New Findings Show Promise for Treatment of Graves’ Disease and Other Ocular Disorders

Aryl hydrocarbon receptor ligands that block myofibroblast formation and collagen production in thyroid eye disease may be the key, according to a new report in The American Journal of Pathology

Philadelphia, PA, November 11, 2016

A new class of therapies may be on the horizon for thyroid eye disease (TED) and other destructive scarring conditions. At least 50% of patients with Graves’ disease, an autoimmune disease that primarily attacks the thyroid gland, develop eye problems including inflammation, discomfort, scarring, and bulging eyes. Abnormal over-production and activation of collagen-producing myofibroblasts underlie many of these conditions. A new study published in The American Journal of Pathology found that activation of the aryl hydrocarbon receptor (AHR) pathway by its ligands blocks collagen production and myofibroblast proliferation in TED.

"Currently there are no effective therapies for TED that target or prevent the excessive scarring and tissue remodeling. Our studies reveal that AHR is a novel target for treatment of this disease and potentially other diseases that manifest with excessive scarring," explained lead investigator Richard P. Phipps, PhD, of the Department of Environmental Medicine and Flaum Eye Institute of the School of Medicine and Dentistry of the University of Rochester (Rochester, New York).

The primary goals of the research were to better understand the molecular pathways underlying scarring in TED and to control or prevent tissue remodeling or destruction. The orbital remodeling in TED is likely induced by infiltrating T lymphocytes and mast cells, which activate orbital fibroblast effector cells to either proliferate and form scar-producing cells called myofibroblasts or turn into pro-inflammatory fat cells. Myofibroblasts produce large amounts of extracellular matrix material such as collagen, are contractile, and secrete a variety of cytokines and chemokines, all of which enhance scar formation.

A new class of therapies may be on the horizon for thyroid eye disease (TED) and other destructive scarring conditions. At least 50% of patients with Graves’ disease, an autoimmune disease that primarily attacks the thyroid gland, develop eye problems including inflammation, discomfort, scarring, and bulging eyes. Abnormal over-production and activation of collagen-producing myofibroblasts underlie many of these conditions. A new study published in The American Journal of Pathology found that activation of the aryl hydrocarbon receptor (AHR) pathway by its ligands blocks collagen production and myofibroblast proliferation in TED.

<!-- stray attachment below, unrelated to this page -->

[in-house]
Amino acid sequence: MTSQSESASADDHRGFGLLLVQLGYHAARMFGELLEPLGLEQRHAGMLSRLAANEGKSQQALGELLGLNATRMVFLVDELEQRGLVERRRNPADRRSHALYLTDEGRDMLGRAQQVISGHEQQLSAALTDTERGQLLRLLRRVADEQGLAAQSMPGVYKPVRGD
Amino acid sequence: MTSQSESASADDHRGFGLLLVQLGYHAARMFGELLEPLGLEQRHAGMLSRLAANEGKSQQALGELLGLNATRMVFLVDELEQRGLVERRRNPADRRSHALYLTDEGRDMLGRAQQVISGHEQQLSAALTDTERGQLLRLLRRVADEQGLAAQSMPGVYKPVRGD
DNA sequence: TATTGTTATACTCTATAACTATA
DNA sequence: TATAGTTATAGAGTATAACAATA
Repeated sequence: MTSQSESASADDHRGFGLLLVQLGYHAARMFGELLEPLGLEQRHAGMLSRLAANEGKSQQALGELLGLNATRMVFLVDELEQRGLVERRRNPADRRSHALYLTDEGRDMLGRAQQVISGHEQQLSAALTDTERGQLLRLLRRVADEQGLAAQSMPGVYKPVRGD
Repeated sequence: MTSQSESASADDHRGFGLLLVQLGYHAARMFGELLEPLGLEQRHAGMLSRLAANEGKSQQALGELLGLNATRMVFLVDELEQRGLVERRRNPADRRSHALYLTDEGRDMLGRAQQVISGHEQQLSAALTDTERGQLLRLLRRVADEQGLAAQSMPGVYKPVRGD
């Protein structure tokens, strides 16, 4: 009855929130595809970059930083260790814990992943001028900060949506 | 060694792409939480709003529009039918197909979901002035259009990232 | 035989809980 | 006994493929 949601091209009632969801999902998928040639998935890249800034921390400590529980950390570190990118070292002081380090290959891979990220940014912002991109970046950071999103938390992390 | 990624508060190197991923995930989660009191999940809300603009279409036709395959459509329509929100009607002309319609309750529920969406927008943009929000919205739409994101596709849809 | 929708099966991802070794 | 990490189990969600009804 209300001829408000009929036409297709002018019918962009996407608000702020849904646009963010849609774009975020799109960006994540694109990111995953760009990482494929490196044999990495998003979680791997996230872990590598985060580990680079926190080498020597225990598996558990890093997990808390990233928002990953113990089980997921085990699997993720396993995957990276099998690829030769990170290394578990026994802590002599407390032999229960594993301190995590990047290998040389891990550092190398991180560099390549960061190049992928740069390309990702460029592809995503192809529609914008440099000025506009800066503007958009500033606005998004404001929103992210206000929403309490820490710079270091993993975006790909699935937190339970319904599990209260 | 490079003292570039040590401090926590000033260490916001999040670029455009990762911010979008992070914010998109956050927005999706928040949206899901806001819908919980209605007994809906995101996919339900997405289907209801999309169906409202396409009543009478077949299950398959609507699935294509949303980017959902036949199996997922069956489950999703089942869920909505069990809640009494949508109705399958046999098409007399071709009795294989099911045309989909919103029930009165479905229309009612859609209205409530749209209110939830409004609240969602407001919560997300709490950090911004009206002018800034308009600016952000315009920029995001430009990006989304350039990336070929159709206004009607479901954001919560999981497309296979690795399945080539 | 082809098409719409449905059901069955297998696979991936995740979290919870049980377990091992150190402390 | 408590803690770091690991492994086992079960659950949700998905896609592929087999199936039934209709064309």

New Findings Show Promise for Treatment of Graves' Disease and Other Ocular Disorders

In thyroid eye disease (TED), orbital fibroblasts form contractile myofibroblasts that secrete high levels of collagen and lead to destructive tissue remodeling. Fluorescent staining shows the myofibroblast morphology of orbital fibroblasts from a TED patient. Cells were stained with the actin binding molecule, phalloidin (red) and nucleic acid stain, DAPI (blue).

The investigators focused on studying the activity of AHR, a transcription factor that is known to play a key role in regulating inflammatory and immune responses, and the effects of two AHR ligands (ITE and FICZ). Previous research had shown that AHR activation decreases transforming growth factor beta (TGFβ), a cytokine that induces myofibroblast formation. When human orbital fibroblasts from TED patient tissue were compared to tissue from patients without TED, the researchers discovered that TED orbital fibroblasts expressed higher levels of AHRs than non-TED orbital fibroblasts.